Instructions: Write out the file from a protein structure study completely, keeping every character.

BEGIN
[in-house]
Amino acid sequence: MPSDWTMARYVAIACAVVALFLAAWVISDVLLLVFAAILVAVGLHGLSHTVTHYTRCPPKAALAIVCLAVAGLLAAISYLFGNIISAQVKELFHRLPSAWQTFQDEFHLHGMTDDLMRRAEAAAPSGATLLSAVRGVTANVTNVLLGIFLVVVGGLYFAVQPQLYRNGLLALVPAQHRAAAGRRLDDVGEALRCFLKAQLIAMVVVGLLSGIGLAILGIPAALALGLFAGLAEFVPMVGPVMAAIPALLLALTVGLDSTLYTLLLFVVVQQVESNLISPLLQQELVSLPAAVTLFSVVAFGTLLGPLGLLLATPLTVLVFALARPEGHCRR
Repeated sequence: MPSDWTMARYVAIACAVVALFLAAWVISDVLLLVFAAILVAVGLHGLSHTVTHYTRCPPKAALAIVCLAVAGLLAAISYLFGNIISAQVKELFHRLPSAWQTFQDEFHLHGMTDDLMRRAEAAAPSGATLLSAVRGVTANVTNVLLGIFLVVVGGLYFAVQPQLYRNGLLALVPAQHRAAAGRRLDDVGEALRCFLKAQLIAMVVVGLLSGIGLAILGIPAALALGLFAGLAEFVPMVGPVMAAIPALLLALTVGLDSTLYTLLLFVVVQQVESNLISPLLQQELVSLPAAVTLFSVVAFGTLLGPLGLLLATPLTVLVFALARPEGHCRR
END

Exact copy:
[in-house]
Amino acid sequence: MPSDWTMARYVAIACAVVALFLAAWVISDVLLLVFAAILVAVGLHGLSHTVTHYTRCPPKAALAIVCLAVAGLLAAISYLFGNIISAQVKELFHRLPSAWQTFQDEFHLHGMTDDLMRRAEAAAPSGATLLSAVRGVTANVTNVLLGIFLVVVGGLYFAVQPQLYRNGLLALVPAQHRAAAGRRLDDVGEALRCFLKAQLIAMVVVGLLSGIGLAILGIPAALALGLFAGLAEFVPMVGPVMAAIPALLLALTVGLDSTLYTLLLFVVVQQVESNLISPLLQQELVSLPAAVTLFSVVAFGTLLGPLGLLLATPLTVLVFALARPEGHCRR
Repeated sequence: MPSDWTMARYVAIACAVVALFLAAWVISDVLLLVFAAILVAVGLHGLSHTVTHYTRCPPKAALAIVCLAVAGLLAAISYLFGNIISAQVKELFHRLPSAWQTFQDEFHLHGMTDDLMRRAEAAAPSGATLLSAVRGVTANVTNVLLGIFLVVVGGLYFAVQPQLYRNGLLALVPAQHRAAAGRRLDDVGEALRCFLKAQLIAMVVVGLLSGIGLAILGIPAALALGLFAGLAEFVPMVGPVMAAIPALLLALTVGLDSTLYTLLLFVVVQQVESNLISPLLQQELVSLPAAVTLFSVVAFGTLLGPLGLLLATPLTVLVFALARPEGHCRR